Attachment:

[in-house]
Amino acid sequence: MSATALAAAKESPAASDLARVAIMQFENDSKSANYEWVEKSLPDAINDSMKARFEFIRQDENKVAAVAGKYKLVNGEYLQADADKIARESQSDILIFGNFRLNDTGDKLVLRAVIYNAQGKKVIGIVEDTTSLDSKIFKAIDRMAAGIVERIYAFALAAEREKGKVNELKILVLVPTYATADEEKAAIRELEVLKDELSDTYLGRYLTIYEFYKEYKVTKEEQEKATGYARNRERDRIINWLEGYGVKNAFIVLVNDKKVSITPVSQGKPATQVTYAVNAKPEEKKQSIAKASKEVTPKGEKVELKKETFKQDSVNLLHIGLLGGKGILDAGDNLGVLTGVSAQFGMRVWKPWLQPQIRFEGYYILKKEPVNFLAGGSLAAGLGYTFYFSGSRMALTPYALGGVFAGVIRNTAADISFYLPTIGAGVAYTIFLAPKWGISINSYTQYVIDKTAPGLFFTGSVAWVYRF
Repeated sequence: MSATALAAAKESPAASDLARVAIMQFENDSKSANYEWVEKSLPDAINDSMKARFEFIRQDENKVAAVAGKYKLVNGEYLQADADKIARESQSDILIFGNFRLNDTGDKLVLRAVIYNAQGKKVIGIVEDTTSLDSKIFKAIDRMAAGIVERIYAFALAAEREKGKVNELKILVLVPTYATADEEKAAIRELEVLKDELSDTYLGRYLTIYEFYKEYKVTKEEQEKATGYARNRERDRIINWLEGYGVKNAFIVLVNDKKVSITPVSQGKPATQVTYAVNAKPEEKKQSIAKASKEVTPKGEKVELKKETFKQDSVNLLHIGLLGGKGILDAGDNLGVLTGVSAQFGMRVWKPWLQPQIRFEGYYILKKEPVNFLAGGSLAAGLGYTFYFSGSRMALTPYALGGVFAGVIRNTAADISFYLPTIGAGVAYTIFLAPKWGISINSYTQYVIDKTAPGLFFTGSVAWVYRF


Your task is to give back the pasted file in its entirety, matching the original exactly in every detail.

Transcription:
[in-house]
Amino acid sequence: MSATALAAAKESPAASDLARVAIMQFENDSKSANYEWVEKSLPDAINDSMKARFEFIRQDENKVAAVAGKYKLVNGEYLQADADKIARESQSDILIFGNFRLNDTGDKLVLRAVIYNAQGKKVIGIVEDTTSLDSKIFKAIDRMAAGIVERIYAFALAAEREKGKVNELKILVLVPTYATADEEKAAIRELEVLKDELSDTYLGRYLTIYEFYKEYKVTKEEQEKATGYARNRERDRIINWLEGYGVKNAFIVLVNDKKVSITPVSQGKPATQVTYAVNAKPEEKKQSIAKASKEVTPKGEKVELKKETFKQDSVNLLHIGLLGGKGILDAGDNLGVLTGVSAQFGMRVWKPWLQPQIRFEGYYILKKEPVNFLAGGSLAAGLGYTFYFSGSRMALTPYALGGVFAGVIRNTAADISFYLPTIGAGVAYTIFLAPKWGISINSYTQYVIDKTAPGLFFTGSVAWVYRF
Repeated sequence: MSATALAAAKESPAASDLARVAIMQFENDSKSANYEWVEKSLPDAINDSMKARFEFIRQDENKVAAVAGKYKLVNGEYLQADADKIARESQSDILIFGNFRLNDTGDKLVLRAVIYNAQGKKVIGIVEDTTSLDSKIFKAIDRMAAGIVERIYAFALAAEREKGKVNELKILVLVPTYATADEEKAAIRELEVLKDELSDTYLGRYLTIYEFYKEYKVTKEEQEKATGYARNRERDRIINWLEGYGVKNAFIVLVNDKKVSITPVSQGKPATQVTYAVNAKPEEKKQSIAKASKEVTPKGEKVELKKETFKQDSVNLLHIGLLGGKGILDAGDNLGVLTGVSAQFGMRVWKPWLQPQIRFEGYYILKKEPVNFLAGGSLAAGLGYTFYFSGSRMALTPYALGGVFAGVIRNTAADISFYLPTIGAGVAYTIFLAPKWGISINSYTQYVIDKTAPGLFFTGSVAWVYRF